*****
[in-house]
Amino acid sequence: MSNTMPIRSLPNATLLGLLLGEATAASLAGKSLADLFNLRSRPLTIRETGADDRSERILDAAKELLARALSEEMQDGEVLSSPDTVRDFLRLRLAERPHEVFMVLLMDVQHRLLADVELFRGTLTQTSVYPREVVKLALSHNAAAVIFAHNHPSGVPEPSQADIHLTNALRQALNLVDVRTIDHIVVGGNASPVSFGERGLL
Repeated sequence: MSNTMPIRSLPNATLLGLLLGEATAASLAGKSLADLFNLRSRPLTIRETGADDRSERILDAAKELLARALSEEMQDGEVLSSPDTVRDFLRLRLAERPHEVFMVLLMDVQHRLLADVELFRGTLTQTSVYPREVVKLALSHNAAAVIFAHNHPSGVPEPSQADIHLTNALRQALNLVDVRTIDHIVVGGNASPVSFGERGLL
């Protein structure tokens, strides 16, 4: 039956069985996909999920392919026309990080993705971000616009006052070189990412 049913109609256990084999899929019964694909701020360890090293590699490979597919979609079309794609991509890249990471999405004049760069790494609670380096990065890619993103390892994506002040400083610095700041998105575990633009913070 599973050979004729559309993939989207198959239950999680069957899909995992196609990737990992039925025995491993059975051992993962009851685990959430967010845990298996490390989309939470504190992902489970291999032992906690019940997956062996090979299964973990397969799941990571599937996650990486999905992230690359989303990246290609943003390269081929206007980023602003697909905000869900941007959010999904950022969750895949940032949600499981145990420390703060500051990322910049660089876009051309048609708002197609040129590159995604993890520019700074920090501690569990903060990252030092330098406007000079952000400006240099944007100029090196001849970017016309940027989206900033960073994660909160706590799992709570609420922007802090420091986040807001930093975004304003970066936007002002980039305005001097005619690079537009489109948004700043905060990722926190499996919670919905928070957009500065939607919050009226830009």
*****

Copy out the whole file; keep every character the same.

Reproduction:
[in-house]
Amino acid sequence: MSNTMPIRSLPNATLLGLLLGEATAASLAGKSLADLFNLRSRPLTIRETGADDRSERILDAAKELLARALSEEMQDGEVLSSPDTVRDFLRLRLAERPHEVFMVLLMDVQHRLLADVELFRGTLTQTSVYPREVVKLALSHNAAAVIFAHNHPSGVPEPSQADIHLTNALRQALNLVDVRTIDHIVVGGNASPVSFGERGLL
Repeated sequence: MSNTMPIRSLPNATLLGLLLGEATAASLAGKSLADLFNLRSRPLTIRETGADDRSERILDAAKELLARALSEEMQDGEVLSSPDTVRDFLRLRLAERPHEVFMVLLMDVQHRLLADVELFRGTLTQTSVYPREVVKLALSHNAAAVIFAHNHPSGVPEPSQADIHLTNALRQALNLVDVRTIDHIVVGGNASPVSFGERGLL
């Protein structure tokens, strides 16, 4: 039956069985996909999920392919026309990080993705971000616009006052070189990412 049913109609256990084999899929019964694909701020360890090293590699490979597919979609079309794609991509890249990471999405004049760069790494609670380096990065890619993103390892994506002040400083610095700041998105575990633009913070 599973050979004729559309993939989207198959239950999680069957899909995992196609990737990992039925025995491993059975051992993962009851685990959430967010845990298996490390989309939470504190992902489970291999032992906690019940997956062996090979299964973990397969799941990571599937996650990486999905992230690359989303990246290609943003390269081929206007980023602003697909905000869900941007959010999904950022969750895949940032949600499981145990420390703060500051990322910049660089876009051309048609708002197609040129590159995604993890520019700074920090501690569990903060990252030092330098406007000079952000400006240099944007100029090196001849970017016309940027989206900033960073994660909160706590799992709570609420922007802090420091986040807001930093975004304003970066936007002002980039305005001097005619690079537009489109948004700043905060990722926190499996919670919905928070957009500065939607919050009226830009």